from nebular analyses. This work has been widely cited, both for the quality of fit to observations, as well as a “gold standard” for verification of present-day calculations using much faster iterative methods. Work with Hummer led to the discovery of the physical mechanism producing the emission the N III emission lines at wavelengths 4634 – 4650Å in O((f)) stars.
In the 1970s, Dimitri devised the now standard method for solving the line-transfer problem in expanding spherical atmospheres in the comoving frame. This work was summarized in the heavily cited 2nd edition of his textbook Stellar Atmospheres, which remains the standard in the field even after 25 years. A third edition (with I. Hubeny) which describes modern fast, iterative methods to solve the transfer equation, including realistic line-blanketing, is in press.
In the period 1981 – 1998, as a consultant to LANL, Dimitri gave lectures on radiation hydrodynamics, for which, he received a number of “Certificate of Appreciation” by X-Division for “Outstanding Service to the Applied Theoretical Division”. In 1984 Dimitri completed the above-mentioned Foundations of Radiation Hydrodynamics. In 1999 Dover Publications reprinted it in inexpensive paperbound form at the urging of many scientists from LANL, LLNL, NRL, and the academic community.
In the period 1987 – 1994 Dimitri worked with Anderson, Hummer, and B. Mihalas on the development of a modern EOS code for stellar envelopes, in support of the large British – American Opacity Project (OP) led by Professor M. J. Seaton. It emerged that the OP results are in excellent agreement (better than 10%) with the independent LLNL OPAL computations. These new opacity data significantly impact stellar evolution calculations, and have helped resolve several previous discrepancies between calculation and observation, especially with the interpretation of Cepheid variable pulsations.
Jointly with Stone, Dimitri showed that the computational oscillations or diffusion, typically found in numerical simulations of a propagating radiation front in vacuum, could be eliminated by using upwind monotonic interpolation methods. They (and M. Norman) also collaborated on incorporating 2-D radiative transfer in the radiation magnetohydrodynamics code ZEUS 2-D developed at the University of Illinois and extensively used by astrophysicists.
In collaboration with K.-H. Winkler and M. Norman, Dimitri developed novel implicit adaptive grid methods to solve 1-D radiation hydrodynamics problems having multiple time and space scales ranging over many orders of magnitude. Dimitri derived the “adaptive-grid transport theorem” rigorously. In 1994 – 1997, Dimitri developed TITAN, a 1-D implicit adaptive-grid code. In collaboration with Cheng at Los Alamos, Dimitri used TITAN to compute the best-ever numerical solution of the infamous Noh stagnating shock problem in planar, cylindrical, and spherical geometry. In 1999, in collaboration with Gehmeyr, and Sincell, Dimitri studied the famous Zeldovich and Heaslet/Baldwin supercritical shock problem and was able to compute the first numerical solutions for this problem. Also in the same year, Dimitri and Auer wrote “An X-6 Radiation Hydrodynamics Primer” intended for LANL use, and in 2001 they published an incisive discussion on exact relativistic laboratory-frame radiation hydrodynamics.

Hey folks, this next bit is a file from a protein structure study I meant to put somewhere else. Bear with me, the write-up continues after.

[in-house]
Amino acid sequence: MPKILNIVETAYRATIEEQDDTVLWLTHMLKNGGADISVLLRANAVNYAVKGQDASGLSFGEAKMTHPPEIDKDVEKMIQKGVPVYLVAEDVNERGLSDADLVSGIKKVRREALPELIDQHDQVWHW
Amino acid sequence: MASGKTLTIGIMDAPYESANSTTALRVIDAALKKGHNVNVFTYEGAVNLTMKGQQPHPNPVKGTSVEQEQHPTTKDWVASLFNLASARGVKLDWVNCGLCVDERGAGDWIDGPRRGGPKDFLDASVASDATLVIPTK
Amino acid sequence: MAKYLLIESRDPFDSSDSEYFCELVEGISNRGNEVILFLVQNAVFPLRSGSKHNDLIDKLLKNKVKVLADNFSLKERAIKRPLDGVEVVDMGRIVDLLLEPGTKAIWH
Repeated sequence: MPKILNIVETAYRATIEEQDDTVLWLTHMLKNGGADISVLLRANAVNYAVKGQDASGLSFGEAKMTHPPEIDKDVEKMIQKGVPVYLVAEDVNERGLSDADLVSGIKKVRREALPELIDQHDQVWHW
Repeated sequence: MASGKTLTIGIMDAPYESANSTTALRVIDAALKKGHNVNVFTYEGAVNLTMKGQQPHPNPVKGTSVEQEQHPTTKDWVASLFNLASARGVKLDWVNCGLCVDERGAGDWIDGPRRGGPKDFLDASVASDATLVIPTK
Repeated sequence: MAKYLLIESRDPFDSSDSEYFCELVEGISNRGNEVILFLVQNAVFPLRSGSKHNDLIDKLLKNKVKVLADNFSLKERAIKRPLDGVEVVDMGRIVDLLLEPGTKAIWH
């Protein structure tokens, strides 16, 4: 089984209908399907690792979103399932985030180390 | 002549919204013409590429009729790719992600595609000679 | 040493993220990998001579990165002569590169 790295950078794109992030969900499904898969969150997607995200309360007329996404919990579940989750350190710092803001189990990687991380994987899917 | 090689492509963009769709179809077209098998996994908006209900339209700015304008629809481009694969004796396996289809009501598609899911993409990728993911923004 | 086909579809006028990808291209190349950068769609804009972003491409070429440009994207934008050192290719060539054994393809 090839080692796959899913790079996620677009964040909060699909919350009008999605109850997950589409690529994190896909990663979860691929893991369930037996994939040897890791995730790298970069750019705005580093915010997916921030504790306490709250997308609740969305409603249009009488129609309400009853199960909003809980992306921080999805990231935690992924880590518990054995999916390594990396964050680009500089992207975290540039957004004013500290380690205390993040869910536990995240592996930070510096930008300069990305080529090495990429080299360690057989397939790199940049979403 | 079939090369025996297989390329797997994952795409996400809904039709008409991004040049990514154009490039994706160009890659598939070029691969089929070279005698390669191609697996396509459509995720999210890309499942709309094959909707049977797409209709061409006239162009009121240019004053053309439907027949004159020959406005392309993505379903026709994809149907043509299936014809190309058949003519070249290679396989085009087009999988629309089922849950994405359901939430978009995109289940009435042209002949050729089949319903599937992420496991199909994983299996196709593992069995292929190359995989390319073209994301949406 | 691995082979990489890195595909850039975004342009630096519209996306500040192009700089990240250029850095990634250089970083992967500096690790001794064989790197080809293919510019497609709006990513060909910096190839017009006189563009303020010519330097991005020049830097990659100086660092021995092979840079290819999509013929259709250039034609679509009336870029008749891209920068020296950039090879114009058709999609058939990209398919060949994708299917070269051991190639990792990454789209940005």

Dimitri was honored for his many scientific contributions at the International Conference in Honor of Dimitri Mihalas for his Lifetime Scientific Contributions on the Occasion of his 70th Birthday held in Boulder, CO in late March 2009.
In addition to his many scientific contributions, he also published several collections of his poetry and other writings. These other writings include "A Primer on Depression and Bipolar Disorder" and "Depression, Bipolar Disorder, and Spiritual Growth." These books have had as profound an impact as his professional textbooks and articles.
Throughout his long career, Dimitri gave generously of himself to all with whom he interacted. As an advisor, role model, confidant, and friend, he saw each person as an individual, acknowledging strengths, helping overcome weaknesses, giving encouragement, and enthusiastically praising their success. He touched the lives and careers of many students and colleagues and has left a lasting legacy to be cherished by those who knew him.
Reprinted with permission from Physics Today.
Baolian Cheng, LANL, Los Alamos, NM John Castor, LLNL, Livermore, CA
Jim Stone, Princeton University, Princeton, NJ
Dr. Andreas -Andy- Gerasimos Michalitsianos (Greek: Ανδρέας Γεράσιμος Μιχαλιτσιάνος) (May 22, 1947 – October 29, 1997) was a Greek-American astronomer and a NASA astrophysicist, also known and published as Andrew G. Michalitsianos.
Born in Alexandria, Egypt on May 22, 1947, Andreas grew up with his mother, who spoke little English and briefly, with his father. He moved with his family to New York City in 1949 and lived in the Queens borough before going to college. Michalitsianos father, Gerasimos Andreas, was a sea captain of a Greek tanker, the SS Foundation Star (formerly SS Lampas), but the ship was caught up in a hurricane and sunk in September 1952 off the coast of Norfolk, Virginia and Michalitsianos father died of pneumonia shortly after rescue. Andreas showed an early interest in astronomy and physics from an early age, winning a science contest in 1959 and serving as president of the Junior Astronomy Club in NYC where his accomplishments included leading a South American eclipse expedition. He graduated from Newtown High School in 1965 and then earned his bachelors degree in physics from the University of Arizona at Tucson in 1969, working at the nearby Kitt Peak National Observatory as a student employee in the Space Division to help pay off his college debts. His duties at Kitt Peak included the initial tests of a remotely controlled telescope.
Andreas then received a scholarship and earned his Ph.D. in astrophysics from University of Cambridge, Churchill College in 1976 while doing research on a theoretical topic in solar physics. He would later work as a junior research fellow at the California Institute of Technology and then as an astrophysicist at NASAs Goddard Space Flight Center from the 1970s until his death. Michalitsianos was involved with such projects as the Hubble Space Telescope and was the Deputy Project Manager of the Observatory Branch for Goddards highly successful International Ultraviolet Explorer, in which he won several awards for his contributions. Michalitsianos eventually went on to become Chief of the Laboratory for Astronomy and Solar Physics at the Goddard Space Flight Center in early 1997, and was renowned for his breakthrough research on symbiotic stars. His many awards included the NASA Meritorious Achievement Award.